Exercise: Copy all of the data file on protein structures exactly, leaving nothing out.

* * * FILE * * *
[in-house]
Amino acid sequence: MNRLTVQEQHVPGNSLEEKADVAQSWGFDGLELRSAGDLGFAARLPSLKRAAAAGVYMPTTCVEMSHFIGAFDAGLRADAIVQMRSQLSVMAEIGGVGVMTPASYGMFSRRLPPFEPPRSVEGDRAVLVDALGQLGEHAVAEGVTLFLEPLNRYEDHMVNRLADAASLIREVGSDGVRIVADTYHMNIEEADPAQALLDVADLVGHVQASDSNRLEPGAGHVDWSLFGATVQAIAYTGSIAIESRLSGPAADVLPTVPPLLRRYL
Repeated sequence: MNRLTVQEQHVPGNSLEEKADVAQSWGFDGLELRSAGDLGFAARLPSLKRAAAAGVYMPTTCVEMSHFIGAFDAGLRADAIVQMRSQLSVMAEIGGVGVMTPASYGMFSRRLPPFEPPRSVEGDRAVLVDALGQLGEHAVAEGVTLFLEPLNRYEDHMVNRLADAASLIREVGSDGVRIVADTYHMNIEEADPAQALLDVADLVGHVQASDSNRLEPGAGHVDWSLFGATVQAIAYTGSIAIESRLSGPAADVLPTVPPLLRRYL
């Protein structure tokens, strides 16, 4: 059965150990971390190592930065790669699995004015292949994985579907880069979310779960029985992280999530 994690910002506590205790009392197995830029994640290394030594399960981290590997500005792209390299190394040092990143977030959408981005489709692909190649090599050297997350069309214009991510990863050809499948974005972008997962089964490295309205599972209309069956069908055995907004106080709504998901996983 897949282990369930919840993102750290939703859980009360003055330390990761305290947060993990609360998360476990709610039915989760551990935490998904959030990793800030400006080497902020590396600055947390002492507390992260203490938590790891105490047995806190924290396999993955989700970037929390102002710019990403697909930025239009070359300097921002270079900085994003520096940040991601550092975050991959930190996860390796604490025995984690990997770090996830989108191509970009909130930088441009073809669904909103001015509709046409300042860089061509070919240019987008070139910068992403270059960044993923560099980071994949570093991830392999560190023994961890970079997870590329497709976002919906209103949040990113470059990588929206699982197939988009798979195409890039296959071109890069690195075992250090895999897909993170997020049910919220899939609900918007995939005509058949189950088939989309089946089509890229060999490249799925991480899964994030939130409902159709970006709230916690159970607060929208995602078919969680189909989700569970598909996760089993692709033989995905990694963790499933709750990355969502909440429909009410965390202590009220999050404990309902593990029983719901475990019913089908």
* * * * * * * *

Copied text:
[in-house]
Amino acid sequence: MNRLTVQEQHVPGNSLEEKADVAQSWGFDGLELRSAGDLGFAARLPSLKRAAAAGVYMPTTCVEMSHFIGAFDAGLRADAIVQMRSQLSVMAEIGGVGVMTPASYGMFSRRLPPFEPPRSVEGDRAVLVDALGQLGEHAVAEGVTLFLEPLNRYEDHMVNRLADAASLIREVGSDGVRIVADTYHMNIEEADPAQALLDVADLVGHVQASDSNRLEPGAGHVDWSLFGATVQAIAYTGSIAIESRLSGPAADVLPTVPPLLRRYL
Repeated sequence: MNRLTVQEQHVPGNSLEEKADVAQSWGFDGLELRSAGDLGFAARLPSLKRAAAAGVYMPTTCVEMSHFIGAFDAGLRADAIVQMRSQLSVMAEIGGVGVMTPASYGMFSRRLPPFEPPRSVEGDRAVLVDALGQLGEHAVAEGVTLFLEPLNRYEDHMVNRLADAASLIREVGSDGVRIVADTYHMNIEEADPAQALLDVADLVGHVQASDSNRLEPGAGHVDWSLFGATVQAIAYTGSIAIESRLSGPAADVLPTVPPLLRRYL
């Protein structure tokens, strides 16, 4: 059965150990971390190592930065790669699995004015292949994985579907880069979310779960029985992280999530 994690910002506590205790009392197995830029994640290394030594399960981290590997500005792209390299190394040092990143977030959408981005489709692909190649090599050297997350069309214009991510990863050809499948974005972008997962089964490295309205599972209309069956069908055995907004106080709504998901996983 897949282990369930919840993102750290939703859980009360003055330390990761305290947060993990609360998360476990709610039915989760551990935490998904959030990793800030400006080497902020590396600055947390002492507390992260203490938590790891105490047995806190924290396999993955989700970037929390102002710019990403697909930025239009070359300097921002270079900085994003520096940040991601550092975050991959930190996860390796604490025995984690990997770090996830989108191509970009909130930088441009073809669904909103001015509709046409300042860089061509070919240019987008070139910068992403270059960044993923560099980071994949570093991830392999560190023994961890970079997870590329497709976002919906209103949040990113470059990588929206699982197939988009798979195409890039296959071109890069690195075992250090895999897909993170997020049910919220899939609900918007995939005509058949189950088939989309089946089509890229060999490249799925991480899964994030939130409902159709970006709230916690159970607060929208995602078919969680189909989700569970598909996760089993692709033989995905990694963790499933709750990355969502909440429909009410965390202590009220999050404990309902593990029983719901475990019913089908």